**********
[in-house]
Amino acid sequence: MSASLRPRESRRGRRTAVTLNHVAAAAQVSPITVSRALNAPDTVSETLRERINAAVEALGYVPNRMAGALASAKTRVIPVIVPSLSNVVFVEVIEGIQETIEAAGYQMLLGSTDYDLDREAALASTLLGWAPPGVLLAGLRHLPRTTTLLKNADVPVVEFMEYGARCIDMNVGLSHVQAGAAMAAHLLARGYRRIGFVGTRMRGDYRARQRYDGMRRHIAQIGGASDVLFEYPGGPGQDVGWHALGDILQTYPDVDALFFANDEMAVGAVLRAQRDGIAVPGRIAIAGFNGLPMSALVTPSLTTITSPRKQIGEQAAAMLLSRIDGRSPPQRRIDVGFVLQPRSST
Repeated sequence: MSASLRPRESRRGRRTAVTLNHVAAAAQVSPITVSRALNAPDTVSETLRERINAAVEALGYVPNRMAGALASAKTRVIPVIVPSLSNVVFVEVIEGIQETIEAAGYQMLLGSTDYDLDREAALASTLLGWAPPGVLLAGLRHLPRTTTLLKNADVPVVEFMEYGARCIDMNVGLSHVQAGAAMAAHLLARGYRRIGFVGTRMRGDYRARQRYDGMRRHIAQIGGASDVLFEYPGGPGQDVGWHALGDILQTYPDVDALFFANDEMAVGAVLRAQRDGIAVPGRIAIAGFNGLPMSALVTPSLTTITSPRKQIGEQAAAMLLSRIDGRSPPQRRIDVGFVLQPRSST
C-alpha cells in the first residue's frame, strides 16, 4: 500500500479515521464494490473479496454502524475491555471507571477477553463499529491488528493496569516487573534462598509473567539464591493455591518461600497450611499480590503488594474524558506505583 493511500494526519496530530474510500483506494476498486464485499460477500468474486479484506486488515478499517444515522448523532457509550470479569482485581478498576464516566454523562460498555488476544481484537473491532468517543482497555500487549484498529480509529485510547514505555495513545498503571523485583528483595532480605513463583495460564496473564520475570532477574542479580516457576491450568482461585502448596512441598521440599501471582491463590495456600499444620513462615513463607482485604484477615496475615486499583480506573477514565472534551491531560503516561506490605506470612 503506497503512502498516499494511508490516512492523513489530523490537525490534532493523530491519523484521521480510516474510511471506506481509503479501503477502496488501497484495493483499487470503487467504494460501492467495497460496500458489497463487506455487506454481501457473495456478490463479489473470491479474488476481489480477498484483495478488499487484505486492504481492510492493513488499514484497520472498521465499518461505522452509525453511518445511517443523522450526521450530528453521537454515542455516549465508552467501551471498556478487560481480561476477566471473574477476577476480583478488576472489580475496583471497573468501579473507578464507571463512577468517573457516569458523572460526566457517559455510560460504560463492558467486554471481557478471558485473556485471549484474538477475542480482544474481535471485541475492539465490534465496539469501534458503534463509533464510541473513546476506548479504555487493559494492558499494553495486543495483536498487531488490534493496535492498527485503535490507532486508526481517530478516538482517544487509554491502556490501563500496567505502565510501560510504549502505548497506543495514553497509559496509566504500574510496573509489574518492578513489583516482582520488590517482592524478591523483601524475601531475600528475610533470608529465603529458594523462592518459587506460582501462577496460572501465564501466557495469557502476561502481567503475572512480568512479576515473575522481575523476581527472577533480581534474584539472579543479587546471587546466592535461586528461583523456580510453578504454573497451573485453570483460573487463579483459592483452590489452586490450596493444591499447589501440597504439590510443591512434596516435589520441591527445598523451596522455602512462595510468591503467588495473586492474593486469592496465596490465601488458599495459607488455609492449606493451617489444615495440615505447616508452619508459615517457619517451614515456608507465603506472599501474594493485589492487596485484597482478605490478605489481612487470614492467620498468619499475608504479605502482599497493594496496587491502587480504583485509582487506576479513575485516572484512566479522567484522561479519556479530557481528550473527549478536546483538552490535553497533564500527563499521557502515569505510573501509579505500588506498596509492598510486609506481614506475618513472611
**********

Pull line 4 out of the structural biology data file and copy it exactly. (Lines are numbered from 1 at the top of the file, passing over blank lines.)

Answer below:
C-alpha cells in the first residue's frame, strides 16, 4: 500500500479515521464494490473479496454502524475491555471507571477477553463499529491488528493496569516487573534462598509473567539464591493455591518461600497450611499480590503488594474524558506505583 493511500494526519496530530474510500483506494476498486464485499460477500468474486479484506486488515478499517444515522448523532457509550470479569482485581478498576464516566454523562460498555488476544481484537473491532468517543482497555500487549484498529480509529485510547514505555495513545498503571523485583528483595532480605513463583495460564496473564520475570532477574542479580516457576491450568482461585502448596512441598521440599501471582491463590495456600499444620513462615513463607482485604484477615496475615486499583480506573477514565472534551491531560503516561506490605506470612 503506497503512502498516499494511508490516512492523513489530523490537525490534532493523530491519523484521521480510516474510511471506506481509503479501503477502496488501497484495493483499487470503487467504494460501492467495497460496500458489497463487506455487506454481501457473495456478490463479489473470491479474488476481489480477498484483495478488499487484505486492504481492510492493513488499514484497520472498521465499518461505522452509525453511518445511517443523522450526521450530528453521537454515542455516549465508552467501551471498556478487560481480561476477566471473574477476577476480583478488576472489580475496583471497573468501579473507578464507571463512577468517573457516569458523572460526566457517559455510560460504560463492558467486554471481557478471558485473556485471549484474538477475542480482544474481535471485541475492539465490534465496539469501534458503534463509533464510541473513546476506548479504555487493559494492558499494553495486543495483536498487531488490534493496535492498527485503535490507532486508526481517530478516538482517544487509554491502556490501563500496567505502565510501560510504549502505548497506543495514553497509559496509566504500574510496573509489574518492578513489583516482582520488590517482592524478591523483601524475601531475600528475610533470608529465603529458594523462592518459587506460582501462577496460572501465564501466557495469557502476561502481567503475572512480568512479576515473575522481575523476581527472577533480581534474584539472579543479587546471587546466592535461586528461583523456580510453578504454573497451573485453570483460573487463579483459592483452590489452586490450596493444591499447589501440597504439590510443591512434596516435589520441591527445598523451596522455602512462595510468591503467588495473586492474593486469592496465596490465601488458599495459607488455609492449606493451617489444615495440615505447616508452619508459615517457619517451614515456608507465603506472599501474594493485589492487596485484597482478605490478605489481612487470614492467620498468619499475608504479605502482599497493594496496587491502587480504583485509582487506576479513575485516572484512566479522567484522561479519556479530557481528550473527549478536546483538552490535553497533564500527563499521557502515569505510573501509579505500588506498596509492598510486609506481614506475618513472611